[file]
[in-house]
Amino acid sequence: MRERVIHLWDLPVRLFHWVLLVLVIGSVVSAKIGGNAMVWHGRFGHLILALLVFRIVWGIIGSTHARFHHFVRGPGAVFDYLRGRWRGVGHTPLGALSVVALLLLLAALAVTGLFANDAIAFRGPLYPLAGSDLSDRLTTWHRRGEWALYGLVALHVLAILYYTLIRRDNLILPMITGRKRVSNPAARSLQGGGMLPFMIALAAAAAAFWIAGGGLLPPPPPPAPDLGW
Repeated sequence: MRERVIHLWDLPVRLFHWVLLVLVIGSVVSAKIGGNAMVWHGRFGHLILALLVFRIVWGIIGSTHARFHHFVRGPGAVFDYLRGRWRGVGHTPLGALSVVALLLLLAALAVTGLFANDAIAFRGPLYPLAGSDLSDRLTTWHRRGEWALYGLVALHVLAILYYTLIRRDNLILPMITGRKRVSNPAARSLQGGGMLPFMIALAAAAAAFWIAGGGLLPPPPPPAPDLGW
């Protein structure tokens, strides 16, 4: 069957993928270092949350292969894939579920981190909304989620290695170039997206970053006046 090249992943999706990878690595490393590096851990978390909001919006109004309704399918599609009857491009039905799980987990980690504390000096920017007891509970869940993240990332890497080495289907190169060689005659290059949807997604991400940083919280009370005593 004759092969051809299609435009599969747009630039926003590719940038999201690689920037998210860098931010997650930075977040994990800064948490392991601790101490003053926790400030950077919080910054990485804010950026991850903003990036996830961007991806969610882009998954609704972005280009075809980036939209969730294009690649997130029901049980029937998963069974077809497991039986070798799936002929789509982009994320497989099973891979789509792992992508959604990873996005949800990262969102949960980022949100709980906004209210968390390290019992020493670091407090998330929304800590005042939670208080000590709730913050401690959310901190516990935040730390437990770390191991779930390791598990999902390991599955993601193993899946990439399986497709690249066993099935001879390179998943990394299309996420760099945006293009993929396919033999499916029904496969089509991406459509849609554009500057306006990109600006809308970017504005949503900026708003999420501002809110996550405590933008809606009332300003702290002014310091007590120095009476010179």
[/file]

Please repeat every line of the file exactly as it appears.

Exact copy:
[in-house]
Amino acid sequence: MRERVIHLWDLPVRLFHWVLLVLVIGSVVSAKIGGNAMVWHGRFGHLILALLVFRIVWGIIGSTHARFHHFVRGPGAVFDYLRGRWRGVGHTPLGALSVVALLLLLAALAVTGLFANDAIAFRGPLYPLAGSDLSDRLTTWHRRGEWALYGLVALHVLAILYYTLIRRDNLILPMITGRKRVSNPAARSLQGGGMLPFMIALAAAAAAFWIAGGGLLPPPPPPAPDLGW
Repeated sequence: MRERVIHLWDLPVRLFHWVLLVLVIGSVVSAKIGGNAMVWHGRFGHLILALLVFRIVWGIIGSTHARFHHFVRGPGAVFDYLRGRWRGVGHTPLGALSVVALLLLLAALAVTGLFANDAIAFRGPLYPLAGSDLSDRLTTWHRRGEWALYGLVALHVLAILYYTLIRRDNLILPMITGRKRVSNPAARSLQGGGMLPFMIALAAAAAAFWIAGGGLLPPPPPPAPDLGW
């Protein structure tokens, strides 16, 4: 069957993928270092949350292969894939579920981190909304989620290695170039997206970053006046 090249992943999706990878690595490393590096851990978390909001919006109004309704399918599609009857491009039905799980987990980690504390000096920017007891509970869940993240990332890497080495289907190169060689005659290059949807997604991400940083919280009370005593 004759092969051809299609435009599969747009630039926003590719940038999201690689920037998210860098931010997650930075977040994990800064948490392991601790101490003053926790400030950077919080910054990485804010950026991850903003990036996830961007991806969610882009998954609704972005280009075809980036939209969730294009690649997130029901049980029937998963069974077809497991039986070798799936002929789509982009994320497989099973891979789509792992992508959604990873996005949800990262969102949960980022949100709980906004209210968390390290019992020493670091407090998330929304800590005042939670208080000590709730913050401690959310901190516990935040730390437990770390191991779930390791598990999902390991599955993601193993899946990439399986497709690249066993099935001879390179998943990394299309996420760099945006293009993929396919033999499916029904496969089509991406459509849609554009500057306006990109600006809308970017504005949503900026708003999420501002809110996550405590933008809606009332300003702290002014310091007590120095009476010179």